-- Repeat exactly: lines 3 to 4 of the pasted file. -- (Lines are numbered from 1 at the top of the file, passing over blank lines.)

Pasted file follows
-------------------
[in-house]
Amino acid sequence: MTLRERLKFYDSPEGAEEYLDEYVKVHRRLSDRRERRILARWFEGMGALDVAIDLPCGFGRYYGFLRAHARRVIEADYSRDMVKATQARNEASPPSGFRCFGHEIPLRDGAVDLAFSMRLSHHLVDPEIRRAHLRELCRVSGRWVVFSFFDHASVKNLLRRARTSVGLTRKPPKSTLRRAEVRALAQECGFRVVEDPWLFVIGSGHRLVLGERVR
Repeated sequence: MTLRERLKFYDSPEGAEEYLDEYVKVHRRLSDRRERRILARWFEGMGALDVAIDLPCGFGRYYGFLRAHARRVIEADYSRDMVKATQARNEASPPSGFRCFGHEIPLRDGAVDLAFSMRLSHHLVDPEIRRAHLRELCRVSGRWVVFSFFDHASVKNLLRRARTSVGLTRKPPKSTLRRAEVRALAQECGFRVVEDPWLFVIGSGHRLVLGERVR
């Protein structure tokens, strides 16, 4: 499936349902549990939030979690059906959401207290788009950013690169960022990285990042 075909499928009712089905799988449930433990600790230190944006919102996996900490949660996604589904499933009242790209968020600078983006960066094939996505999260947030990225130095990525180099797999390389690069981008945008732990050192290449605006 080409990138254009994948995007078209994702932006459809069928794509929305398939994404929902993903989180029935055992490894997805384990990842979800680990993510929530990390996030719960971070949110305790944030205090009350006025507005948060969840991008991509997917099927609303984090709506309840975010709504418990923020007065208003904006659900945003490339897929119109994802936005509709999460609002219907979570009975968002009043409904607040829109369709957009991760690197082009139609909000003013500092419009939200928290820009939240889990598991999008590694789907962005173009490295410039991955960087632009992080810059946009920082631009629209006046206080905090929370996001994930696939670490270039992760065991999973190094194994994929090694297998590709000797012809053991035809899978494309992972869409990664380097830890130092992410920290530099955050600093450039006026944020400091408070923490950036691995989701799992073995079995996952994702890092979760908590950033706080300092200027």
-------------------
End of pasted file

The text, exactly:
Repeated sequence: MTLRERLKFYDSPEGAEEYLDEYVKVHRRLSDRRERRILARWFEGMGALDVAIDLPCGFGRYYGFLRAHARRVIEADYSRDMVKATQARNEASPPSGFRCFGHEIPLRDGAVDLAFSMRLSHHLVDPEIRRAHLRELCRVSGRWVVFSFFDHASVKNLLRRARTSVGLTRKPPKSTLRRAEVRALAQECGFRVVEDPWLFVIGSGHRLVLGERVR
């Protein structure tokens, strides 16, 4: 499936349902549990939030979690059906959401207290788009950013690169960022990285990042 075909499928009712089905799988449930433990600790230190944006919102996996900490949660996604589904499933009242790209968020600078983006960066094939996505999260947030990225130095990525180099797999390389690069981008945008732990050192290449605006 080409990138254009994948995007078209994702932006459809069928794509929305398939994404929902993903989180029935055992490894997805384990990842979800680990993510929530990390996030719960971070949110305790944030205090009350006025507005948060969840991008991509997917099927609303984090709506309840975010709504418990923020007065208003904006659900945003490339897929119109994802936005509709999460609002219907979570009975968002009043409904607040829109369709957009991760690197082009139609909000003013500092419009939200928290820009939240889990598991999008590694789907962005173009490295410039991955960087632009992080810059946009920082631009629209006046206080905090929370996001994930696939670490270039992760065991999973190094194994994929090694297998590709000797012809053991035809899978494309992972869409990664380097830890130092992410920290530099955050600093450039006026944020400091408070923490950036691995989701799992073995079995996952994702890092979760908590950033706080300092200027």